By Bill & Diana Gleasner, Inc., The Peninsula Press, Denver, NC

“The Great River was named after the people who lived by it, the Catawba Indians, known in their own language as the Kawahcatawbas, “the people of the river.” As the settlers began moving into the fertile lands along the Catawba, they brought with them diseases from Europe that the Catawbas had no resistance to, and in less than 175 years, their population dwindled from over 5,000 to less than 400.

These settlers built their cabins and farmed the land beside the Catawba River, but before long they were drawn into battle against the British Crown. In 1781, General Cornwallis proclaimed Charlotte to be “a damned hornet’s nest of rebellion.” At the battle site at Cowan’s Ford, General William Lee Davidson, along with a band of Catawba Valley farmers were able to slow the advance of General Cornwallis. Early in the battle, General Davidson was shot and killed at the river bank. A monument honoring Davidson is located near the present site of Cowan’s Ford Dam, but the exact location of his demise is under the waters of Lake Norman.

After the United States became an independent nation and the Civil War left the people demoralized in spirit, the people along the Catawba were simply existing. Ambitious James B. “Buck” Duke, president of the American Tobacco Company, saw a future in the textile industry in the Carolinas, using the waters of the Catawba to generate power needed to provide clothing for a growing nation. Buck and his brother, Ben, set out to learn everything they could about hydroelectric power.

Dr. W. Gill Wylie, who had already experimented with hydroelectric power in South Carolina with his Catawba Power Company, soon began discussions with the Duke Brothers while tending to their illnesses. Wylie introduced the Dukes to William S. Lee, a brilliant young engineer who was designing the Catawba Power Company’s dams and power plants. Wylie needed funding, and Duke needed power. Duke, Lee and Wylie were looking at the larger picture, electricity would attract business and industry to the region.

The Southern Power Company was formed and William S. Lee’s dream of transforming an entire river valley into a hydroelectric system was coming true. In 1927, the Southern Power Company became the Duke Power Company, and by 1928, ten dams were completed with a dozen powerhouses, making the Catawba “the world’s most electrified river.” William Lee’s grandson, Bill Lee III, had the honor of designing and completing the one final dam which would be the largest undertaking of all, creating not only the largest lake in the Duke Power system, but the largest lake in the Carolinas.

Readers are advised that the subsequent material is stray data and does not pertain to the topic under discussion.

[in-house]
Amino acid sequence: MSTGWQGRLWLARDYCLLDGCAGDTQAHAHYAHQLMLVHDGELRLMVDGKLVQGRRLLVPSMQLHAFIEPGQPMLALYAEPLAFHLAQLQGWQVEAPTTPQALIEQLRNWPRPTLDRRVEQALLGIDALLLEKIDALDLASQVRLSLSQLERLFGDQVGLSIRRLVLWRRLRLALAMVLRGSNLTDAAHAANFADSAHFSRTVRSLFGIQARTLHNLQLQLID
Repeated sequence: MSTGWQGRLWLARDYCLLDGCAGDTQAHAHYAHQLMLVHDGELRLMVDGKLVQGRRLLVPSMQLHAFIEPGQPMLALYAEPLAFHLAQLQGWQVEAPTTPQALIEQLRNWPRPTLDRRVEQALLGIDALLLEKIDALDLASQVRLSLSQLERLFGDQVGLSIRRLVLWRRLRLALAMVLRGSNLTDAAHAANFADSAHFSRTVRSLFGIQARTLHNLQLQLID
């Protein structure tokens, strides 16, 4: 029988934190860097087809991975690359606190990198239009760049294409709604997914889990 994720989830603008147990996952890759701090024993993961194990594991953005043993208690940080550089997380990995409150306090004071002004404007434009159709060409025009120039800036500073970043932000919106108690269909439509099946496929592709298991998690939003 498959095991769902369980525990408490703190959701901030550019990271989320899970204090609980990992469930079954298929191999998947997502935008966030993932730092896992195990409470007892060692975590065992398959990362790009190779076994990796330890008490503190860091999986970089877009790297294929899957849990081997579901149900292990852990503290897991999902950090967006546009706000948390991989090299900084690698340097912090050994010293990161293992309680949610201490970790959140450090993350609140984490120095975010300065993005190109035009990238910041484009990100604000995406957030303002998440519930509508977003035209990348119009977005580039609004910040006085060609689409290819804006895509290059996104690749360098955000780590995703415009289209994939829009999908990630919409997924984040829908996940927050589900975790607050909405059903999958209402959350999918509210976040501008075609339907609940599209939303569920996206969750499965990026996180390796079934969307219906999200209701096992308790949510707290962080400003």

Homes, family farms, and entire towns would end up under water. The village of Long Island, once a bustling river town with three textile mills, would be completely submerged. Some land owners refused to sell their land, but traded it for land along the future lake. Those who kept it long enough did very well indeed.

The ground breaking took place on September 28, 1959. It took four years to finish the huge dam, and another two years to fill the lake. Named after retired Duke Power President, Norman Atwater Cocke, people predicted Lake Norman to be an inland sea. It is 34 miles long and eight miles across at its widest point. Its surface area of 32,500 acres has 520 mile of shoreline. Lake Norman is 760 feet above sea level, 130 feet deep at its deepest point, and holds 3.4 trillion gallons.

There are three generating plants on Lake Norman: Cowan’s Ford, the original power station; Marshall Steam Station, a coal-burning steam-electric generating station on NC 150; and the William B. McGuire Nuclear Station near the east abutment of Cowan’s Ford Dam.

Those who call Lake Norman the biggest thing to happen on a river since the flood of 1916 appreciate its contribution to flood control. Because the lake can handle enormous amounts of water flowing down from the mountains, the torrential rains of 1940 and 1970 did not create a terrorizing replay of the flood of 1916 which took lives, farms, homes, animals, crops, bridges and roads, and destroyed businesses that were never rebuilt.

The cities of Charlotte and Mooresville rely on Lake Norman for their dependable water supply. Duke’s professional foresters manage the quality of the water, plant nearly 1.8 million new trees on the land each year, stock the lake with fish, and regularly spray the shoreline with non-chemical light oil solution to control mosquitoes. A 2,135-acre water refuge was built below Cowan’s Ford Dam to shelter migratory ducks and geese in the winter. Duke Power provided 10 public access areas around the lake as well as 1,300 acres for duke Power State Park.

There was a time when people stood on highways around the lake offering lake lots for sale for $1,000. There weren’t many takers back then. With the completion of I-77, the entire lake became more accessible to urban centers to the south and north. Slowly, development began creeping north to the part of the lake that had always been agricultural. Today in four counties that surround the lake, there are more than 25,000 residents who like calling Lake Norman home.’